4. Good food is fuel so utilize online websites for ideas on how to eat well for cheap.
Eating well from home can be time-consuming and expensive, we all know that. Luckily enough, for all of us, there are websites out there that offer recipes for foods that are cheap and tasty. All you have to do is head over to Amazon or your local dollar store, find the cheapest lunchbox you can find, buy your groceries in advance (on the day of the week that your local grocery store starts their new week of sales – most places in Canada start their week on Thursday), and meal plan. There are great menu planning journals available on Amazon (or you can buy a notebook and write down what you want to eat for each day of the week). Be sure to include treat days (where you buy out a couple times a month) because you deserve it. Here are some really good cheap and healthy eating recipe blogs:
I will also be sharing cool (and cheap) recipes in the near future, so look out for them.
5. You won’t keep all your friends.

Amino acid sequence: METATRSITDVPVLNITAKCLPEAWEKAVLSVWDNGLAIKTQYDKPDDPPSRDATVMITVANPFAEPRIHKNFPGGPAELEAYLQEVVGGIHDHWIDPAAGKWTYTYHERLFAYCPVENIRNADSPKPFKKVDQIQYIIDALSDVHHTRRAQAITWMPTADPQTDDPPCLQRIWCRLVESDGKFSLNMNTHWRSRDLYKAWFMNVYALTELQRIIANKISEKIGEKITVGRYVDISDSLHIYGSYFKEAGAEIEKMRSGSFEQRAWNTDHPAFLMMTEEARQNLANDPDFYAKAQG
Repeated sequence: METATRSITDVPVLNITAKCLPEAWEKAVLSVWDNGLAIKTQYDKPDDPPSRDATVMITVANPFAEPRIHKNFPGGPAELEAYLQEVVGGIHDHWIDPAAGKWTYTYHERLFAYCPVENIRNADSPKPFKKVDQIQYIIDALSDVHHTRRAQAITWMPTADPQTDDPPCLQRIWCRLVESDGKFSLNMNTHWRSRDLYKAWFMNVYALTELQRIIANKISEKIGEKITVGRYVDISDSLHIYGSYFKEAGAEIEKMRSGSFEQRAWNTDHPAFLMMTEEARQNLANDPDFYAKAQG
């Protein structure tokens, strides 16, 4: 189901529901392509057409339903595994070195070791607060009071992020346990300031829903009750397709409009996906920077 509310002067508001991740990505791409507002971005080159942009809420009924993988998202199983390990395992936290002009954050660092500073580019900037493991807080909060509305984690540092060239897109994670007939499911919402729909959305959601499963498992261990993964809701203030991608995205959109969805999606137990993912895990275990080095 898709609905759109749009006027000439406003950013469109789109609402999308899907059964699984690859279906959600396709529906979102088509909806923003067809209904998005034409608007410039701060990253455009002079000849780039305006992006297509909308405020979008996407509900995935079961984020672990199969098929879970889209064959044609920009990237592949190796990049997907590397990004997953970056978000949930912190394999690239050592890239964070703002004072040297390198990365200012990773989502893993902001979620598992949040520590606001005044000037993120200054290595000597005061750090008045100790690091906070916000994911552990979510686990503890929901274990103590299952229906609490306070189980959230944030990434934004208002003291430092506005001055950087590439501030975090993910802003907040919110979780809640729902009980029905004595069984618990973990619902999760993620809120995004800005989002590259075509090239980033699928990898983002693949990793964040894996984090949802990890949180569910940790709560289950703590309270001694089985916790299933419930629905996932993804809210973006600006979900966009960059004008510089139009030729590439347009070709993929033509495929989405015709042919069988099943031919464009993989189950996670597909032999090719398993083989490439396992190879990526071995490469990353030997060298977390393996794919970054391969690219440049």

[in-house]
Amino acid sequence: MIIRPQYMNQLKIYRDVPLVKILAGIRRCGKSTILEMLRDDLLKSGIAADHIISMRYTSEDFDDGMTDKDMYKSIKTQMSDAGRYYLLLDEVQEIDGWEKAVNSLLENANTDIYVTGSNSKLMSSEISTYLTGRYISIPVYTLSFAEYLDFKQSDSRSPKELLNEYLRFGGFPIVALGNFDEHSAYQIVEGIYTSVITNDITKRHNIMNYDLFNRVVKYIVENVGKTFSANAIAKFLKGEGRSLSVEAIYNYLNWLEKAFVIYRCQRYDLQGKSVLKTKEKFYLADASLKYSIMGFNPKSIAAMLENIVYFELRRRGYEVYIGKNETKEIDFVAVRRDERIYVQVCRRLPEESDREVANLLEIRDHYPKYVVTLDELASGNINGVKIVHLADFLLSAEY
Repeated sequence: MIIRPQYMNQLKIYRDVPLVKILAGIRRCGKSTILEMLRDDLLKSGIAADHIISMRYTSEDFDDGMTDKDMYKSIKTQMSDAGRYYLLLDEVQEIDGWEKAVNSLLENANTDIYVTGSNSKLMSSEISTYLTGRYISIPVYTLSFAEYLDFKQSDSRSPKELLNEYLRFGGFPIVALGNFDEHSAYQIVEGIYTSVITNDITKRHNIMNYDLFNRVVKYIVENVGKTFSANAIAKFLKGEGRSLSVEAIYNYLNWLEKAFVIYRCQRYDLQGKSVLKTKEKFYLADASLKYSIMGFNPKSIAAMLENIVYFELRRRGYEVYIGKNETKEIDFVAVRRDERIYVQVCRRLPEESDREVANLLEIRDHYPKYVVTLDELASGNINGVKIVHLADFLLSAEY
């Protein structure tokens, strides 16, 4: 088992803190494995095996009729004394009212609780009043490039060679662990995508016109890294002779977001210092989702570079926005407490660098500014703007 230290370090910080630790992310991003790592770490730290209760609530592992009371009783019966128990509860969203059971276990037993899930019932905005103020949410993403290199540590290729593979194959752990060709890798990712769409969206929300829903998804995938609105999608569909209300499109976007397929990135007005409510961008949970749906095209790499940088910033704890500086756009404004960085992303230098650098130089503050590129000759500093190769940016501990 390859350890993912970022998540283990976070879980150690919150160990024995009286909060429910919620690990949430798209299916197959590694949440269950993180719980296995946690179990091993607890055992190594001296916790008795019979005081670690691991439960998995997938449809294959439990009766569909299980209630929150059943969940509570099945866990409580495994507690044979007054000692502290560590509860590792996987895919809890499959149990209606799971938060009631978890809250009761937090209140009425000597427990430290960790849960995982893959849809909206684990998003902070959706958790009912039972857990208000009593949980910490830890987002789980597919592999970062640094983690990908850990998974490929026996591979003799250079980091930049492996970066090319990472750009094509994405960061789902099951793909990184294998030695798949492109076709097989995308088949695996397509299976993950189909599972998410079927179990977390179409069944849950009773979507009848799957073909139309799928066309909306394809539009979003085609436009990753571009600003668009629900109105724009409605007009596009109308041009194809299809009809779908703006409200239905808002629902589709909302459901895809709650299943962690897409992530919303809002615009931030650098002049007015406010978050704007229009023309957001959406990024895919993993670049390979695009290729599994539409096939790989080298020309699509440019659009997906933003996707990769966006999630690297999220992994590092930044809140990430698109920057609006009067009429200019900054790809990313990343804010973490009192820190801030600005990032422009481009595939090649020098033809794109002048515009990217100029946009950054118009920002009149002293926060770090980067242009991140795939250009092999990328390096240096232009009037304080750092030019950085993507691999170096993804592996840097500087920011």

You start off uni or college and you’re pumped: maybe you had frosh week, where you met everyone, or you clicked with people in your lectures or your classes connected to your lectures (where you have a T.A), and everything was magic. You were sure that you’d stick together like glue forever, and that you would always keep in touch. So sorry to burst your bubble, but there is no way you’re going to be tight with each and every single person you have magic with at university or college. Maybe your not surprised by this (especially if you went through high school), but I thought I would let you know. Don’t be heartbroken about the fact that you won’t keep everyone with you every step of the way: some people will walk with you forever, some won’t, some will be in and out of your life, and some will be gone for a while and then come back and stay. That’s the way life goes.